Former England skipper Alastair Cook gave a detailed talk about the thoughts which convinced him to take the decision to quit the role of the Test captain.
Cook, who didn’t speak much with the media after stepping down from the leader’s position in February, had a candid chat with The Times UK recently.
He revealed that the decision was made after spending a lot of time thinking about his contribution to the team and what value he promises to add in the team in the upcoming years. Cook stood down as England Test captain after record-breaking 59 Tests in charge. Speculations about his, quitting the captaincy gathered steam quickly after England was thrashed 4-0 in India in late 2016.
“I started questioning myself on certain decisions, not just tactically on the pitch, but with leadership in general,” Cook told The Times UK about that Pakistan series.
“There is so much about this team. You don’t win an Ashes series (in 2015), having been such heavy underdogs as we were, and win them the way we did, and then go on and beat South Africa (in South Africa), like we did, without having a huge amount about you, but last year we didn’t push on from that. Not to beat Pakistan was disappointing.
“The question that I kept coming back to was, ‘Am I leading the team forward?’
“After doing it for quite a long time, the stuff you say, because of who you are, you end up saying the same stuff in a slightly different way.
“I started questioning what was going to happen over the next few years. The dream of captaining the team to Australia was certainly there, and in my mind, I thought that it would have been a nice way to finish the captaincy.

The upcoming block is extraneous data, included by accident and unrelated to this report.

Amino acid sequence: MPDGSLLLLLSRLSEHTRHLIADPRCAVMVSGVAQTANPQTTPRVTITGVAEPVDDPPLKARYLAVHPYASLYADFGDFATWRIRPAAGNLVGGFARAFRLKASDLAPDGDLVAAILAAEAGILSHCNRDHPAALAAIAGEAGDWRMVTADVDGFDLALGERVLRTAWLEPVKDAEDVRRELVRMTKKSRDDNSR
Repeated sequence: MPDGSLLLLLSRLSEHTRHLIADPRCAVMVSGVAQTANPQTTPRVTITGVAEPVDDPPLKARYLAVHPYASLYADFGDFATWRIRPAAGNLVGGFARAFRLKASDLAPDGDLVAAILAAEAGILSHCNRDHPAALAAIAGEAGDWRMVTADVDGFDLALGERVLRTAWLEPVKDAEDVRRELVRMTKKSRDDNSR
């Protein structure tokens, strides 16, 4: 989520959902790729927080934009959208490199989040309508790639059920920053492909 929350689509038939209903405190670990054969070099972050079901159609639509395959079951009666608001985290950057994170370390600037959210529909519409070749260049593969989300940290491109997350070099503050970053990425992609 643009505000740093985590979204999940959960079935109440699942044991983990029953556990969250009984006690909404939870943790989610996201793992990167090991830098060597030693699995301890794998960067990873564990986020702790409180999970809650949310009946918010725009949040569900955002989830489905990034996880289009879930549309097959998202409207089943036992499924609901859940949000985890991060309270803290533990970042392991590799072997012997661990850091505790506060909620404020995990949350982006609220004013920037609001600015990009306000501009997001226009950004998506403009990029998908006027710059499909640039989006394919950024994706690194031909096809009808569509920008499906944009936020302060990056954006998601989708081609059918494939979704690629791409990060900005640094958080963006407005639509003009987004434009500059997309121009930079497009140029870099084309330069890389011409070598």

The series against India helped him make up his mind and handover the responsibility to a younger deserving member in the team. The series in India wasn’t pleasant as it was in 2013.
India played tough cricket and rattled the opposition badly, snapping huge wins over the visiting sides. Cook, who was one of the heroes in the historic win over India on their home soil in 2013, failed badly in the series which cast doubts over his ability.
“It was when we had a break in Dubai between the third and fourth Tests in India that I came back to that question.
“Sometimes getting away and outside the team, the bubble can help and our hotel was out in the sticks. We didn’t see any of the guys. When I came back, it was quite clear in my mind.
“Then came a couple of heavy defeats. By the time of leaving the field at the end of the final Test, I would have been very surprised if I captained again, though nobody knew that.”
Cook, who is England’s highest Test run-scorer, will continue on as a batsman. But, this time he will be playing against his former deputy Joe Root. He will no longer have a secured place in the team. The emergence of younger openers like Haseeb Hameed would push him to perform more prolifically in the coming days.
“Because I’m no longer captain, I have to accept that I am now in the latter stages of my career, however long that may be,” he said.
“How many more times will I walk out at Lord’s? How many more times will I go on an Ashes tour? I really want to keep doing these things, so I will have to work hard.
“I’m motivated by the idea of producing match-defining performances.
“And you’d hope that at 32, you’re a better player than when you started. It would be nice to have a couple of gun years.”
England’s first Test assignment in the ‘Root era’ is a five-match series against South Africa at home starting in July before hosting the West Indies.